The latest tool proposed for airline security, the full body scanner that can see through clothing, was met early on with an attitude of reserve, a willingness on the part of most Americans to give the system the benefit of the doubt. I was among that group, withholding judgment until I saw for myself how the system worked. After seeing the body scanner in action on the nightly news, a number of questions came to mind as to what, if anything, this latest measure will accomplish.

The demonstration presented on the news was preceded by a warning: “We realize this is a family hour, and we don’t want to be too graphic here, but we want to show you what the scanners will actually see, ” began the news anchor, ominously. I immediately became concerned. If the scanner was going to reveal an image that was so graphic as to necessitate a “for mature audiences only” warning, I knew we may be in for a bumpy ride.

“As you can see,” said the anchor, pausing meaningfully, as the subject passed through the scanner, “Our subject is obviously male.” He continued, “you can see everything. You can see his genitalia, his hair, his skin.” I was floored. Horrified, too. I wondered if they would have dared show a female model. I doubted it. I doubted the image would have made it past the network censors. Based on that unsettling thought, I knew my air travel days might be coming to an end.

there are so many unanswered questions, all of which went through my mind in a rush. My first thought was, what about children? Will children be subjected to this? The news anchor pointed out that the security agent who would actually be viewing the image would be in a separate room, and we would not know if that person was male or female. There was mention of a separate viewer for each gender, but that seems unlikely. How would we know who was really “behind the glass”? What about pedophiles? A parody of a classified ad sprung to mind:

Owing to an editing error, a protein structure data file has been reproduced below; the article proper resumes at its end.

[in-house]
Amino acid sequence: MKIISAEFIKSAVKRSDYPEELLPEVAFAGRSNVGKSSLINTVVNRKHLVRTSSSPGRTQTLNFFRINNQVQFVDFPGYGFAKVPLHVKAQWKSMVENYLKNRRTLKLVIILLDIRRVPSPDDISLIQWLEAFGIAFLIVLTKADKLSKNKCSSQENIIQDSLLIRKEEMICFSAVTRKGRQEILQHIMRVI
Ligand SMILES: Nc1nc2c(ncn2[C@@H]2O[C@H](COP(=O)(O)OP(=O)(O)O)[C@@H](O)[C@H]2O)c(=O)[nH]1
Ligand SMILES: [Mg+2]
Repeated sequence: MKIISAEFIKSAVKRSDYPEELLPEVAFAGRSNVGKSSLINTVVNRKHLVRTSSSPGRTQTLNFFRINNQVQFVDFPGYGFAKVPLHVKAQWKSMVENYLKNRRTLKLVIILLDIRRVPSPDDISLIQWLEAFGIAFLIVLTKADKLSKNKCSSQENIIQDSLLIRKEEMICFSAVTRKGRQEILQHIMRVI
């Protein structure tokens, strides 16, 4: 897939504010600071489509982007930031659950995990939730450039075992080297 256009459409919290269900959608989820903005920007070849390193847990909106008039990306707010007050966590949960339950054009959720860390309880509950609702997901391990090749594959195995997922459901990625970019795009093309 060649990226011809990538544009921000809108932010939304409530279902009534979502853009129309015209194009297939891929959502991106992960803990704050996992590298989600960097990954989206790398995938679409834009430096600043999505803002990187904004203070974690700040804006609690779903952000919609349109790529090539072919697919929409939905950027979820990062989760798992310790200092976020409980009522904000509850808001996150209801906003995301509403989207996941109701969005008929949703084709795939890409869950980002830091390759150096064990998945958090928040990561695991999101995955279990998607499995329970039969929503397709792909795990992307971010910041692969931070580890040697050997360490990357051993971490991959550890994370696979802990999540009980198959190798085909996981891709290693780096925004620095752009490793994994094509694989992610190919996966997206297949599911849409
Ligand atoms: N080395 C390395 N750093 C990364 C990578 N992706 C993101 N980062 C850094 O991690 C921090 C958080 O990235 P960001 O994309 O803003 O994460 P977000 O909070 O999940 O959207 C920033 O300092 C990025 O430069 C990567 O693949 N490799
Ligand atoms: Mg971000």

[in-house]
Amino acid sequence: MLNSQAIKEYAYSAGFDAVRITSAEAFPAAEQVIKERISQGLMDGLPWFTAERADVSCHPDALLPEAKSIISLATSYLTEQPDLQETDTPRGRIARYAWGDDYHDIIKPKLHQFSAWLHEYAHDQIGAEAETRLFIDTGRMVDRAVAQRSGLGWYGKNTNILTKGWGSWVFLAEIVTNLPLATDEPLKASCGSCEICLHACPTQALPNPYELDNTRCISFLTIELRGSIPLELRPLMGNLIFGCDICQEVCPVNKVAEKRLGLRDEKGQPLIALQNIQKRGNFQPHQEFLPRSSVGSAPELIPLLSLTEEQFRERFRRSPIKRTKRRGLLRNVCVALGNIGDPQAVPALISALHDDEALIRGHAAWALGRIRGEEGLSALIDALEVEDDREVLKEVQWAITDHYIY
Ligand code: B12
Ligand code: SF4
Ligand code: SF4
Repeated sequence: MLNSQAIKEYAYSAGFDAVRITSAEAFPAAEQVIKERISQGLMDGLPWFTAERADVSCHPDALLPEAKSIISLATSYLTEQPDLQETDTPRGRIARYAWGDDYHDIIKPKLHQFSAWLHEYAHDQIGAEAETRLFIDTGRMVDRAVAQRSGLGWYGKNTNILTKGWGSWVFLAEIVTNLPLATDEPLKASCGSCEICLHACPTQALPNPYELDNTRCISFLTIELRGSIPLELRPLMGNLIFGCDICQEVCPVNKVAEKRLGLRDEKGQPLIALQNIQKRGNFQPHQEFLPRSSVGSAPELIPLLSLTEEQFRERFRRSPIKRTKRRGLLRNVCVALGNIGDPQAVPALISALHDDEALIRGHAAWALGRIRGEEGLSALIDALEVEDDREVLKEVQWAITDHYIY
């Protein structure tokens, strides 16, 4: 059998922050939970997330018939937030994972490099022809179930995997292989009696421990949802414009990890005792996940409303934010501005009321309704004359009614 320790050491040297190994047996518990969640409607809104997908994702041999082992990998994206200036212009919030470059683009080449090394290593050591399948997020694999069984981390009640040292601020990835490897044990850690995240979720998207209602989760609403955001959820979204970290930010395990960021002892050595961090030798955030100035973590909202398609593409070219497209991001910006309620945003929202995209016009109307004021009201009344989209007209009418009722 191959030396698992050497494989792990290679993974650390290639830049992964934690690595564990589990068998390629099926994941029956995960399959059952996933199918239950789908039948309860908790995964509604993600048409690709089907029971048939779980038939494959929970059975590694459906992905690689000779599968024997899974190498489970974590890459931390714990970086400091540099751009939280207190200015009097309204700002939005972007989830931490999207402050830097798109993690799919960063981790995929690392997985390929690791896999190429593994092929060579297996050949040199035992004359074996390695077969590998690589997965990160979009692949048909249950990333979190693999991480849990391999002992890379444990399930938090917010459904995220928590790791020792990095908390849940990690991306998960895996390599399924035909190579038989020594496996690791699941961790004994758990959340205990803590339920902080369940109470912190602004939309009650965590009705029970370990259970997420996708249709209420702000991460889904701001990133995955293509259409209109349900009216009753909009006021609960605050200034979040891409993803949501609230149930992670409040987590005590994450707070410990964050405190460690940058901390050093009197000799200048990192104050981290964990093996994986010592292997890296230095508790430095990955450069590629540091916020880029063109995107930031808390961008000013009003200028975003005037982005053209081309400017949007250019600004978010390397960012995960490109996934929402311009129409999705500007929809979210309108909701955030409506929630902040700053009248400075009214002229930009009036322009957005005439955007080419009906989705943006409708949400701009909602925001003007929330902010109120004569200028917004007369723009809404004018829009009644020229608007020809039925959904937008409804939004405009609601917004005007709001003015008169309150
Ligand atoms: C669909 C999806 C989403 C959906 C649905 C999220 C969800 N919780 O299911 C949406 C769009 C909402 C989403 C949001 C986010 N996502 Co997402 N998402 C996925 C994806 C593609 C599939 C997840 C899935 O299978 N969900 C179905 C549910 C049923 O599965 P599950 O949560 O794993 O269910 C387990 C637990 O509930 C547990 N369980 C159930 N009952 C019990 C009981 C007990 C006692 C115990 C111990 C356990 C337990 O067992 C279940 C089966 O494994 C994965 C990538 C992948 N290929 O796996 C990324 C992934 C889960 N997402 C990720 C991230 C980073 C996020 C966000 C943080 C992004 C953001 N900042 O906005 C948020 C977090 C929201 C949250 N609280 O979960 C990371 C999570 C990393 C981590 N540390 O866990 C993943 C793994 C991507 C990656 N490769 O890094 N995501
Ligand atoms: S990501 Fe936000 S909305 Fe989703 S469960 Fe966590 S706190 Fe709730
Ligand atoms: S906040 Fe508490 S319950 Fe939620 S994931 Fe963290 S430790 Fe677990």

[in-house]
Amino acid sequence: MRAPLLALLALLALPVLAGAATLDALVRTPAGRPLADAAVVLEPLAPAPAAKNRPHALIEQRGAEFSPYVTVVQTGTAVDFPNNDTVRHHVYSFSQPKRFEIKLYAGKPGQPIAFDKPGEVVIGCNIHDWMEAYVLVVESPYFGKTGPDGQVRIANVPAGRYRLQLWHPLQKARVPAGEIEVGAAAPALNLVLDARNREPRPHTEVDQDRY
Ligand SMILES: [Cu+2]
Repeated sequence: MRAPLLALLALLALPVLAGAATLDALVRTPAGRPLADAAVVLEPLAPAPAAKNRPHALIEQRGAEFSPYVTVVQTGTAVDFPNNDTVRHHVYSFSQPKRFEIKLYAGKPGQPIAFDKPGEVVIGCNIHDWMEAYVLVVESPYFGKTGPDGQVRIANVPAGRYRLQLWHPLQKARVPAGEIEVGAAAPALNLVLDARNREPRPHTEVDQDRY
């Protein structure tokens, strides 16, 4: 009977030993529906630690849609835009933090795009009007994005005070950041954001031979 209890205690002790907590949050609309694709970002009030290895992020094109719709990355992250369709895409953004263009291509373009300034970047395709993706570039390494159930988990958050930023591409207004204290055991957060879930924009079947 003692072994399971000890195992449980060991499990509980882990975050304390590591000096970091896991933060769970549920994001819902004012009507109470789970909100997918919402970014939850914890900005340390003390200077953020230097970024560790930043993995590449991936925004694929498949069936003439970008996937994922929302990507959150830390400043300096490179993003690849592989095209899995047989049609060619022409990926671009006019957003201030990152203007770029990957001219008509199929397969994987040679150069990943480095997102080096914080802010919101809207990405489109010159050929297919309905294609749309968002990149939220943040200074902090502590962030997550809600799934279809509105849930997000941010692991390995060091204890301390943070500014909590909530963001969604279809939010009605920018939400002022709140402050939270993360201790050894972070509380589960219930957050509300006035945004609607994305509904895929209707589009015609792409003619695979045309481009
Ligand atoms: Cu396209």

Job title: TSA airport security
Description: Like to watch? Individuals needed for monitoring new full body scanners. Ideal candidates are voyeurs and pedophiles.

the reporter went on to say that no video would be captured or stored. I find that very difficult to believe. How long will it be before video of nude travelers appears on You Tube? Will the wealthy and privileged be permitted to opt-out? Will celebrities be exempted? Senators? Yes, faces will be blurred, but for how long? Will we be informed when video is captured and stored or faces no longer obscured?

What about people who have pacemakers, colostomy bags, prosthetic limbs? Will we be required to unwrap bandages, remove medical devices such as insulin pumps, hearing aids and gauze packs?

What about women who are pregnant? Could the scanning technology harm the fetus?

Proponents of the system ask, “Well, would you prefer the alternative?” The implication being, of course, would you rather die on a plane at the hands of terrorists? For some people, the answer to that question just might be yes. There are some who would rather die than parade in front of a stranger essentially naked. What about husbands who do not want their wives to be ogled by a stranger? Or, his teen-age daughters? What about persons who refuse on the basis of religious grounds?

For every preventative measure we have dreamed up, the terrorists who would do us harm have discovered an alternative. One might make the argument that history’s most persecuted group, the Israelis, seem to have this process down to a science. Without subjecting their people to humiliation and indignity (beyond the basic indignity that they may be history’s most persecuted group), they have managed to maintain a level of security that is enviable.

Finally, there’s this: What are we going to do after the first time a scanner fails? Or, the human monitor fails? Then what? there are no full body scanners at the airport entrance. What if the evil doers stop just short of security and decide instead to commit their crime in the ticket area?

This surely isn’t an original thought, but it occurs to me that if we follow these incremental safety procedures out to their logical end, we will soon be boarding planes utterly naked, or be required to swap our street clothes for some sort of uniform, like a hospital gown or disposable overalls. Or, will we be required to have an on-site medical examination? We could combine a dermatological examination, a “mole patrol” with the security screening. Why not? With our busy lives this seems to be a great way to multi task.

There has to be a better way.


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Oratio for BlackBerry now available!

Another release by Code Factory. Wow…these folks have been busy. Read on if you’re a BlackBerry user.

Oratio for BlackBerry ® is now available